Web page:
“Obviously we will have a management team and we need Mandarin and Cantonese speakers … but we remain dedicated to improving the employment rate in Cairns.”   

This means that the front of house staff will need to be Chinese.  In recent months, the Federal Government has been trying to negotiate a free trade deal with China.  In order to clinch the deal, it is willing to consider visa options for skilled workers to come to Australia to work on major Chinese projects.  The free trade deal will certainly benefit Tony Fung if he wishes to use Chinese workers.

But the biggest bone of contention for many is the casino itself.  Does Cairns really need two more casinos? The social impacts of these mega casino in a city which already has high levels of problem gambling have not been adequately explored.  Per capita, Cairns is Queensland’s highest spending pokie city, with the average resident spending $45.41 per month on pokies in 2012.  Those behind Aquis, including the Newman government, insist that the casino will be frequented mostly by wealthy Asian tourists and that negative community impacts will be minimal.

But the Productivity Commission found that high rollers only count for 11% of revenue in casinos, with the rest coming from locals playing cards and pokies.  In addition, studies have proven that big pokies venues are the most dangerous to local communities.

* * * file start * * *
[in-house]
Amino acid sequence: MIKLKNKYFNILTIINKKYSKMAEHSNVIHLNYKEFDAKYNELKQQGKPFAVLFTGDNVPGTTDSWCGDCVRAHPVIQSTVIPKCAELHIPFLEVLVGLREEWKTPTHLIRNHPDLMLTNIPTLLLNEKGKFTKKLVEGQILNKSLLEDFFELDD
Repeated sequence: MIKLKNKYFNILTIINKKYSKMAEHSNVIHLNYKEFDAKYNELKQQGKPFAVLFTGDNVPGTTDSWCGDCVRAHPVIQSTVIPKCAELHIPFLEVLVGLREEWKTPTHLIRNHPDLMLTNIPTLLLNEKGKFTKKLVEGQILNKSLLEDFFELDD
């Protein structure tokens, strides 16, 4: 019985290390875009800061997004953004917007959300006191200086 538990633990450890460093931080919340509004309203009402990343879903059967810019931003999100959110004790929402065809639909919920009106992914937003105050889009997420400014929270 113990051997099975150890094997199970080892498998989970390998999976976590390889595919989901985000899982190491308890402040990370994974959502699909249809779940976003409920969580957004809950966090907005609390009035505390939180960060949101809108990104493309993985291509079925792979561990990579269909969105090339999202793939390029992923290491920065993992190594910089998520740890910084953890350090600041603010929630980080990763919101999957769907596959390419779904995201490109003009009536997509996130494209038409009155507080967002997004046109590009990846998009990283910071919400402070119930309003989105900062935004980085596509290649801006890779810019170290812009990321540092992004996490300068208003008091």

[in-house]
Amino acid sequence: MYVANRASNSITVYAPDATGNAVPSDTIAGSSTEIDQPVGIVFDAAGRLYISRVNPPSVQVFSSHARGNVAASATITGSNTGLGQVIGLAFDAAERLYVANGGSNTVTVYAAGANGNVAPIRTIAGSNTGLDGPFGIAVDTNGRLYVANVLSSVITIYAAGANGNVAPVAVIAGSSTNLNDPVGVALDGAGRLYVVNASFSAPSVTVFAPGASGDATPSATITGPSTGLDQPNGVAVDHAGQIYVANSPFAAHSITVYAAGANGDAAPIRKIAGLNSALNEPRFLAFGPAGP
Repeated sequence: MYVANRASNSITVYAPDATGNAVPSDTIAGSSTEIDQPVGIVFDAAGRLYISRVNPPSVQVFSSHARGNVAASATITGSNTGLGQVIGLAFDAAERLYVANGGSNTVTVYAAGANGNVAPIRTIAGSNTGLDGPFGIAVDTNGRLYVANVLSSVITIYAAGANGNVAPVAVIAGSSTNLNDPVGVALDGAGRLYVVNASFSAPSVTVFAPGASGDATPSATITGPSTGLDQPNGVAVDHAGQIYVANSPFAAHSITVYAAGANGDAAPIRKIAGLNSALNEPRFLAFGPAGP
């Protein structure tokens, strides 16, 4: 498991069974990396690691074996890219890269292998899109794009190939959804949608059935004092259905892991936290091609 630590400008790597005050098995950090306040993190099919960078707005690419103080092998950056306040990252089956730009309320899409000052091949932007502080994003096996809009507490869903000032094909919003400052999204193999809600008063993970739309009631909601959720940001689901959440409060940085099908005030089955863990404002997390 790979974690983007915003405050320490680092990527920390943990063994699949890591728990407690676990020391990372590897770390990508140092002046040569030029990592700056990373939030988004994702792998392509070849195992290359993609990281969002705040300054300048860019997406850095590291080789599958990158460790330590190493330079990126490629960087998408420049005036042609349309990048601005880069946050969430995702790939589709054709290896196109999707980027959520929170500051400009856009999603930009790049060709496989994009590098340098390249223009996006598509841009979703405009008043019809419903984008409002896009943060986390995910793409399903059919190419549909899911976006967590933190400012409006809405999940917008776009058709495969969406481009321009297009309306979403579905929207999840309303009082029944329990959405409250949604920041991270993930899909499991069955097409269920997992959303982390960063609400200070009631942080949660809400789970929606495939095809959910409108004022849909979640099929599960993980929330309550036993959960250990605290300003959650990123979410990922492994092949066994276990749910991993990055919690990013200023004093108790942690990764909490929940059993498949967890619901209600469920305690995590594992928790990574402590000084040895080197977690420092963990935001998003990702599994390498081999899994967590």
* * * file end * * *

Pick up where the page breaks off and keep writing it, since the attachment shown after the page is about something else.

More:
The debate is growing outside of the Far North, with recent national and even international coverage with amusing headlines like, “Hippie Town Seen as New Macau With World’s Biggest Hotel”.   It has also drawn many prominent anti-gambling advocates into the fray.  World Vision CEO Tim Costello, who is also the Chairman of the Australian Churches Gambling Taskforce, has called the plans madness saying,

Their business model, because they’re never up front about it, is always heavily reliant on local custom.”  

South Australian Independent Senator Nick Xenophon, has also lent his vocal support to the growing campaign against Aquis.  On June 20th, he will speak at a community forum hosted by Aquis Aware, warning locals of the “fools gold” that is Aquis and the dangers of a gambling resort.

The dream of Aquis has an undeniable lure, especially for those who have been hit hard over the past few years.  It has the potential to change the face of Cairns forever, but I fear it won’t be for the better.

All that glitters is not gold.

If you want to voice your opposition to this mega casino, you can sign the petition: www.communityrun.org/p/StopReefCasino

This article was first published in Kate’s Enviro Blog.

Also by Kate O’Callaghan:

Abbott’s International Tour de Farce


23 comments

  1. John921Fraser

    <

    As an aside it should be noted that newman said in an ABC radio today (17/6/14) that going by the "Letters to the Editor" in the Courier Mail (Murdoch) people in Queensland were on his government's side in relation to his appointment of Carmody to the position of Chief Justice of Queensland.
    http://www.independentaustralia.net/politics/politics-display/here-we-joh-again-carmody-promotion-a-throwback-to-terry-lewis,6580
    <
    Government by the Murdoch "Letters to the Editor" shows just how fcuked Queenslanders are getting.

  2. Ruth Lipscombe

    Thanks for this wide ranging overview.
    I struggle to see any long term benefits for Cairns and absolutely none for the natural environment.
    How much longer do we have to put up with Nauseous Newman ruining our life style?

  3. Kaye Lee